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Korin stumbled out of the safehouse and into the still-dark city streets. He had no idea what time it was or whether it was safe. He only knew he had to get away from Ádan and the knights and their cursed knife.

“Master wizard?”

The soft, feminine voice was the last thing Korin expected, and at first he couldn’t make sense of it. “Hello?”

A young woman, across the street but moving towards him. Out of sheer reflex, he opened his wizard sight and immediately saw the telltale black lines of the blight. Barely started in the poor young woman, but unmistakably there.

“Master wizard,” she said again. “I’m sorry. I know it’s late. But I’ve been looking for you. I heard you’ve been helping people. Healing people who are sick like me.”

Korin nodded. Off-balanced and confused. “Who are you?”

“Is it true?” She grabbed his hand before he could pull back. “Is it true you can heal people like me?”

“I…yes, but…”

“Oh thank you,” she breathed, tugging on his hand. “We need your help. My mother. My brother. They’re all sick.”

The last twenty-four hours had been so horribly surreal, and this was possibly the strangest moment of all. But Korin’s tired, abused mind was slowly kicking back into gear. Taking in what the girl was saying. “Your whole family has it? It’s contagious?”

“I don’t know. Everyone’s so sick. And I heard—people they said you could help.”

“Yes. All right.” Too much to think about. But this was something Korin could do and do right. He could think about the rest later. “Take me to your family.”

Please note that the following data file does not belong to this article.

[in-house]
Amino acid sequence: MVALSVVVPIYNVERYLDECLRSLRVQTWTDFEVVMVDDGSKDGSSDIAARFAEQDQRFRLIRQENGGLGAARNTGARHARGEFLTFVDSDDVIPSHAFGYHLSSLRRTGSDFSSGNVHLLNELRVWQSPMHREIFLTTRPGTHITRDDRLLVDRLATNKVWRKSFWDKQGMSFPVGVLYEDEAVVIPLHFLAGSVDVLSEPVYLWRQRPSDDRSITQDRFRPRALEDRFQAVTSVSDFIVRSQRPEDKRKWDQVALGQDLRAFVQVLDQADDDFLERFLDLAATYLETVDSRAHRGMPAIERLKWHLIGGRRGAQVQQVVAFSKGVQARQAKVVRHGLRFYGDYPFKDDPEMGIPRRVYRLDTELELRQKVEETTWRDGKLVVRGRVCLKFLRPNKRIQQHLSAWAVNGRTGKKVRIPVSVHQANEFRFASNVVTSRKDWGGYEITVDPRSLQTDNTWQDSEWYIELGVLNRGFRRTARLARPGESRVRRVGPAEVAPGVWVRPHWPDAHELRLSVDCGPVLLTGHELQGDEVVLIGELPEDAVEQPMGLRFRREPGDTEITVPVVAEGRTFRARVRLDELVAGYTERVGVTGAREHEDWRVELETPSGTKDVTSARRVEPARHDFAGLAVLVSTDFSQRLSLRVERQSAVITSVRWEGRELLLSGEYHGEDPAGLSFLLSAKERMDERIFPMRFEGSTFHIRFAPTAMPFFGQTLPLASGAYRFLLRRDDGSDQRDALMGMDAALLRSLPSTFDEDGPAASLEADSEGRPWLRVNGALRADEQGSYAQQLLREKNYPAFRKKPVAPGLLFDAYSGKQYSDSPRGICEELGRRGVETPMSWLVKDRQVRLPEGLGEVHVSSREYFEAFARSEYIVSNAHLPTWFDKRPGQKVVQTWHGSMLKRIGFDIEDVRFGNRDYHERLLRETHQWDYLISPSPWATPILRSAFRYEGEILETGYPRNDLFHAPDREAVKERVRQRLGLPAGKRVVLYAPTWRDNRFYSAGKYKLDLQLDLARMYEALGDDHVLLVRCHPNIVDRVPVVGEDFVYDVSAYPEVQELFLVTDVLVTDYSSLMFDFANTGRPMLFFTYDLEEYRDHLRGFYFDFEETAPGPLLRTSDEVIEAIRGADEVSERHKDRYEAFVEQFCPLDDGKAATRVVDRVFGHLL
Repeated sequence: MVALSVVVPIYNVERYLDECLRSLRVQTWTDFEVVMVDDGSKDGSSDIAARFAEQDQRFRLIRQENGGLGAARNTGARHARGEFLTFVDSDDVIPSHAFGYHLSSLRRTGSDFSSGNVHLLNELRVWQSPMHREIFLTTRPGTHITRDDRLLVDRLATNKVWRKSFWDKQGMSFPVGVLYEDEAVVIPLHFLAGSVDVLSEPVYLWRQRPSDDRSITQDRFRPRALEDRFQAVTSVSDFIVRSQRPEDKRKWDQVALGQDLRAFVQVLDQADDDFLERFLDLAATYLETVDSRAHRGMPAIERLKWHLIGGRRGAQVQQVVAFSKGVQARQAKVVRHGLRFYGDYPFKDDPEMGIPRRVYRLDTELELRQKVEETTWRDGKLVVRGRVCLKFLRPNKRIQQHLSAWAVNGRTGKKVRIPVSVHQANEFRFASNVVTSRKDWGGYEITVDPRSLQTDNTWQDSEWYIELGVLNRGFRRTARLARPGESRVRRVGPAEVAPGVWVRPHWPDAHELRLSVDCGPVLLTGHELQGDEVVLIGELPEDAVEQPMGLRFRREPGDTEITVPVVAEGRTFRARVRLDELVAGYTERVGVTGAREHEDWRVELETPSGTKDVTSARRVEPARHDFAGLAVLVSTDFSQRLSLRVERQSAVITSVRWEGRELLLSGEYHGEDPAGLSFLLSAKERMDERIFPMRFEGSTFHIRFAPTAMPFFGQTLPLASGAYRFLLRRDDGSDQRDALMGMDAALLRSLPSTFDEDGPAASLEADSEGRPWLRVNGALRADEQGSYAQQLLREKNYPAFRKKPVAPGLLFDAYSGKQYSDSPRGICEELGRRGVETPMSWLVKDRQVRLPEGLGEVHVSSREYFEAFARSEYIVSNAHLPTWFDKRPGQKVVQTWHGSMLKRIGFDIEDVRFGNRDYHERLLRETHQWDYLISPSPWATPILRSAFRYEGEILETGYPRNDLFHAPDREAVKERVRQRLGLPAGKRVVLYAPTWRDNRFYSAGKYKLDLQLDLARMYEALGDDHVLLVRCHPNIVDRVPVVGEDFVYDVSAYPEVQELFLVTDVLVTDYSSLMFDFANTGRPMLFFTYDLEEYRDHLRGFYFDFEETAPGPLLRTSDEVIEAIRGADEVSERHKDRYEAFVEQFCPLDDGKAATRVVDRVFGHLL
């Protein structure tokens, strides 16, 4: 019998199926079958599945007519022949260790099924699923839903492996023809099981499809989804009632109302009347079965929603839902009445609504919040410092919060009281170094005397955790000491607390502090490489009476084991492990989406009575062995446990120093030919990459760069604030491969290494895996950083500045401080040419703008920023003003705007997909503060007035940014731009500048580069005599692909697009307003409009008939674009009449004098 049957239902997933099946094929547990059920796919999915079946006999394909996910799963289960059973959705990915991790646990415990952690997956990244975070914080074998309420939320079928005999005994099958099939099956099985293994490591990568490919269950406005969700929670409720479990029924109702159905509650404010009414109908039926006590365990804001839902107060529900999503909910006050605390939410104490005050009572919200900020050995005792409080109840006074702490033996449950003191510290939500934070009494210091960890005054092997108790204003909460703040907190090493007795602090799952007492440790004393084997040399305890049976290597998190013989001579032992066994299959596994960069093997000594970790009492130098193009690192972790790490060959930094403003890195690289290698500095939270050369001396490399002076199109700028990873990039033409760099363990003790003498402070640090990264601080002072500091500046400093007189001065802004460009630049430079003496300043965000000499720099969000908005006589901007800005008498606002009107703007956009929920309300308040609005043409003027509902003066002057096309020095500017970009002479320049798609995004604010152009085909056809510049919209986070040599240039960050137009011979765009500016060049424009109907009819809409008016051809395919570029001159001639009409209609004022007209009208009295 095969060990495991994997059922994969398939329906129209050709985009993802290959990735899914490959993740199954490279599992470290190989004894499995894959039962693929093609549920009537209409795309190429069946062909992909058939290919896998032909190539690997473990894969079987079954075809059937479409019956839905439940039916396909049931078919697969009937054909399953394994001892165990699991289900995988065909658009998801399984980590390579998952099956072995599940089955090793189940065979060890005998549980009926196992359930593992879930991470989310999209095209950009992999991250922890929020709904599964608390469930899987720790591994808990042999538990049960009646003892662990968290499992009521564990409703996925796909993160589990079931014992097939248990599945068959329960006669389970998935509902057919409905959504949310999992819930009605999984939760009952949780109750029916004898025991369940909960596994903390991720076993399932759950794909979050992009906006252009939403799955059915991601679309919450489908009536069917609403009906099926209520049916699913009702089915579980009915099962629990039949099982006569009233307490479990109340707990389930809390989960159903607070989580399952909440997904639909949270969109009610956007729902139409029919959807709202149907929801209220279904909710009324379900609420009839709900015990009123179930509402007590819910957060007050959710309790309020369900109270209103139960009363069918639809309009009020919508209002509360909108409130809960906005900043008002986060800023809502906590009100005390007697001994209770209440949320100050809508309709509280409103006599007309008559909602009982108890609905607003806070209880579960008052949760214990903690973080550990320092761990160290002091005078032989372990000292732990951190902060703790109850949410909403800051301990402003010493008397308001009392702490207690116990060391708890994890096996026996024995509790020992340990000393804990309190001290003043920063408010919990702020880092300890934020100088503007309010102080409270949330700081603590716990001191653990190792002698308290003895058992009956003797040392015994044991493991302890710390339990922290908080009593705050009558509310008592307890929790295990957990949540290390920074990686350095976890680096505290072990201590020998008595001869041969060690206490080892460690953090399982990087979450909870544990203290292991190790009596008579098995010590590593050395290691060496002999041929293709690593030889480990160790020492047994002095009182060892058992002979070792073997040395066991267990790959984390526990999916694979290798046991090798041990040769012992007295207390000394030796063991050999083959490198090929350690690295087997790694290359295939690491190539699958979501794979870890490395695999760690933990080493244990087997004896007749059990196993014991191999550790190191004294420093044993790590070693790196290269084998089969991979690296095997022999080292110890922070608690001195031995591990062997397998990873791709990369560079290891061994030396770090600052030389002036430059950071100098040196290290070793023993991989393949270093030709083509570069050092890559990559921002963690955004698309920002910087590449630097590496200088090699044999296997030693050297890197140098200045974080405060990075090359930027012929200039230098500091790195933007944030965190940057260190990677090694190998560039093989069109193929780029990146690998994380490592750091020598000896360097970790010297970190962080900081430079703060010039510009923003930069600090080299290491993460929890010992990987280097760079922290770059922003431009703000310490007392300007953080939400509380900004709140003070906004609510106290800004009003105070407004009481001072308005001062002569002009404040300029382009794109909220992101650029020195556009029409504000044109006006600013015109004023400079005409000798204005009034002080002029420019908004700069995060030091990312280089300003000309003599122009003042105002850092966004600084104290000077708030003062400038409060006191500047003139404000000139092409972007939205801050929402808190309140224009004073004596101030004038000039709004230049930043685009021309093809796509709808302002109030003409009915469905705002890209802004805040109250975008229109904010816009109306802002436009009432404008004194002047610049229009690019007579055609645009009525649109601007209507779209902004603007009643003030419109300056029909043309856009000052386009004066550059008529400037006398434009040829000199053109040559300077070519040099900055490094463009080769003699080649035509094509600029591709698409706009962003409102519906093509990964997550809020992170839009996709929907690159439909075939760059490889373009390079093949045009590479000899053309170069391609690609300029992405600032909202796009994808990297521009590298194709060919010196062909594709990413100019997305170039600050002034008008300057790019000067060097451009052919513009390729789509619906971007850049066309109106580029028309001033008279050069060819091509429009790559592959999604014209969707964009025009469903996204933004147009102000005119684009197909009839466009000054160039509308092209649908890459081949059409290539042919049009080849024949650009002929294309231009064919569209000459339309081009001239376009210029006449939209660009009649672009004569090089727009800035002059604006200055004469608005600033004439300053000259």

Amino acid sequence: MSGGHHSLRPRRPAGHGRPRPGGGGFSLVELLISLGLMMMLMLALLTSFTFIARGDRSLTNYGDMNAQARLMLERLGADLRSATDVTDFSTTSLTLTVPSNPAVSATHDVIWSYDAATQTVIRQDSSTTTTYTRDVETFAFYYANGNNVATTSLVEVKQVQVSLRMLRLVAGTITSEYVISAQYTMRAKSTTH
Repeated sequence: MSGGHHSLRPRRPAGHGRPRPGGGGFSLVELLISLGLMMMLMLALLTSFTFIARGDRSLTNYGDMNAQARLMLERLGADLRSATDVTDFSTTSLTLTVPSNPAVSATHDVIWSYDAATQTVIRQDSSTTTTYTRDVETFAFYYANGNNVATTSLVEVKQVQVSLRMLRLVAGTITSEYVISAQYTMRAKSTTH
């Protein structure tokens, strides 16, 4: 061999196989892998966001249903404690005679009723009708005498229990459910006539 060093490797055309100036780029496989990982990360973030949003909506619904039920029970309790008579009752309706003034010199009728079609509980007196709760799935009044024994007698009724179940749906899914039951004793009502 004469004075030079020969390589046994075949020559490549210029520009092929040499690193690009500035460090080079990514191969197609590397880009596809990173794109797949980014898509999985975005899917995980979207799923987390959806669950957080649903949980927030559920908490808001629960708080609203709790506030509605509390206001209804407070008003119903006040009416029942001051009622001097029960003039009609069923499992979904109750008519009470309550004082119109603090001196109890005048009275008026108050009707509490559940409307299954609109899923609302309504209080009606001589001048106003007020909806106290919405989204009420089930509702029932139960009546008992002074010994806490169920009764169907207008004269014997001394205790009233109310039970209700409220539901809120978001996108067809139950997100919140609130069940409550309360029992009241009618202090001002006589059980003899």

She didn’t surrender his hand. Leading him through the quiet, pre-dawn streets. They headed north, towards a part of town he didn’t know. The girl’s flesh was feverishly warm against Korin’s. “I’m so glad I found you. Everyone will be so happy to see you. I’m Aiya,” she smiled.

“How long have you been sick?” Korin asked the question automatically. Trying to organize his thoughts—this situation—into a narrative that made sense.

“Sick? Oh, yes, I don’t…I’m not sure.”

Korin gave her a closer look. Examined her with his wizard sight. Her temperature was high. Her heart rate alarmingly fast. “Do you feel all right? Maybe we should stop.”

“No!” She pulled harder against his hand. “No, you have to come with me.”

Korin didn’t want to upset her. “It’s okay. I’m with you.” He looked around at the unfamiliar streets she was leading him through. “Where are we going?”

“This way.” She squeezed. “It’s not much further.”

Except it was. They kept walking, past houses and shops, past stables and gardens. Until the buildings grew sparser, the trees thicker, and the street dwindled into a dirt trail.

Aiya was taking Korin outside the city. Out into the jungle. “Where are we going?” Korin asked again.

“It’s really not much further,” Aiya promised.

This time, she was telling the truth. Korin heard the people before he saw them, a cheerful chattering that blended with the wind through the thick leaves into a pleasant white noise.

Except something about this was off. All those people, talking happily. Awake in the pre-dawn hours. Outside the city, so many…

Aiya called out, “I’ve brought the wizard!” As she dragged Korin forward into the clearing.

The talking died away. Leaving a strange silence. Something about this was wrong. Very wrong. He followed Aiya into the clearing, saw the people—all the people—and, more important, saw what stood at the center of the clearing.

A tree. Tall, black, twisted, dead. A perfect twin of the tree he’d seen in the cave below the academy.

And the man standing before the tree, with his face shot through with the black lines of the blight and the rest of his body blistered and peeling. His eyes were pure black, and his hair was shock white. He raised a hand, pointed at Korin, and the black energy boiled out from him, crossed the clearing, wrapped all along Korin.

Korin knew no more.

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